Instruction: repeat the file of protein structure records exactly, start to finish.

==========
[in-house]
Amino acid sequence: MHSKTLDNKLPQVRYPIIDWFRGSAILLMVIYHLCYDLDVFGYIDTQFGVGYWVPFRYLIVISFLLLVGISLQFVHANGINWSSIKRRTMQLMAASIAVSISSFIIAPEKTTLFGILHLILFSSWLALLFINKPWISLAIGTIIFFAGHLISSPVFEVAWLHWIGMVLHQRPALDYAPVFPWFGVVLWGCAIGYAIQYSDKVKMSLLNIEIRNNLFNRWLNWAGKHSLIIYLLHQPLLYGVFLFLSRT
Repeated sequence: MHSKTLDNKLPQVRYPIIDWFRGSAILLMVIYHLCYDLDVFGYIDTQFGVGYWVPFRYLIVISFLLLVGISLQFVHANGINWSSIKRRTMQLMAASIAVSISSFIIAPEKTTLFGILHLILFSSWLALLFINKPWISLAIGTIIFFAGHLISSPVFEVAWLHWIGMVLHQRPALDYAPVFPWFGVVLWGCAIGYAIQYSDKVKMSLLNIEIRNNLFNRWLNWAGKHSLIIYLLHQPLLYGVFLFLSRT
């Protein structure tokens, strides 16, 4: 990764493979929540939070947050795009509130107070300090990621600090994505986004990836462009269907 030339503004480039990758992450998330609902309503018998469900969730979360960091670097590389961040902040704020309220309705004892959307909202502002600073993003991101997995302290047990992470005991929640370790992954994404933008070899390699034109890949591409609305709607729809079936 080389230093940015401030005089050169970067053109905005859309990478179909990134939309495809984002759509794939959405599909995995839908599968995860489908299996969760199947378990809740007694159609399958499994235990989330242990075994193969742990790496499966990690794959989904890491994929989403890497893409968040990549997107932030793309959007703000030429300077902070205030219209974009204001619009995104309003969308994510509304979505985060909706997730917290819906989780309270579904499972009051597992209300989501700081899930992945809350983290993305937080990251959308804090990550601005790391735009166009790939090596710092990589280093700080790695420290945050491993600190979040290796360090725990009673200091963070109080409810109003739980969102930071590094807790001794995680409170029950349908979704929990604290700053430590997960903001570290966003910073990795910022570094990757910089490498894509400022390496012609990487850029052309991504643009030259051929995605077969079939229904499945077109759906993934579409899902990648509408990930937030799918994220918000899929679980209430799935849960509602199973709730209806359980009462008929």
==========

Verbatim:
[in-house]
Amino acid sequence: MHSKTLDNKLPQVRYPIIDWFRGSAILLMVIYHLCYDLDVFGYIDTQFGVGYWVPFRYLIVISFLLLVGISLQFVHANGINWSSIKRRTMQLMAASIAVSISSFIIAPEKTTLFGILHLILFSSWLALLFINKPWISLAIGTIIFFAGHLISSPVFEVAWLHWIGMVLHQRPALDYAPVFPWFGVVLWGCAIGYAIQYSDKVKMSLLNIEIRNNLFNRWLNWAGKHSLIIYLLHQPLLYGVFLFLSRT
Repeated sequence: MHSKTLDNKLPQVRYPIIDWFRGSAILLMVIYHLCYDLDVFGYIDTQFGVGYWVPFRYLIVISFLLLVGISLQFVHANGINWSSIKRRTMQLMAASIAVSISSFIIAPEKTTLFGILHLILFSSWLALLFINKPWISLAIGTIIFFAGHLISSPVFEVAWLHWIGMVLHQRPALDYAPVFPWFGVVLWGCAIGYAIQYSDKVKMSLLNIEIRNNLFNRWLNWAGKHSLIIYLLHQPLLYGVFLFLSRT
């Protein structure tokens, strides 16, 4: 990764493979929540939070947050795009509130107070300090990621600090994505986004990836462009269907 030339503004480039990758992450998330609902309503018998469900969730979360960091670097590389961040902040704020309220309705004892959307909202502002600073993003991101997995302290047990992470005991929640370790992954994404933008070899390699034109890949591409609305709607729809079936 080389230093940015401030005089050169970067053109905005859309990478179909990134939309495809984002759509794939959405599909995995839908599968995860489908299996969760199947378990809740007694159609399958499994235990989330242990075994193969742990790496499966990690794959989904890491994929989403890497893409968040990549997107932030793309959007703000030429300077902070205030219209974009204001619009995104309003969308994510509304979505985060909706997730917290819906989780309270579904499972009051597992209300989501700081899930992945809350983290993305937080990251959308804090990550601005790391735009166009790939090596710092990589280093700080790695420290945050491993600190979040290796360090725990009673200091963070109080409810109003739980969102930071590094807790001794995680409170029950349908979704929990604290700053430590997960903001570290966003910073990795910022570094990757910089490498894509400022390496012609990487850029052309991504643009030259051929995605077969079939229904499945077109759906993934579409899902990648509408990930937030799918994220918000899929679980209430799935849960509602199973709730209806359980009462008929």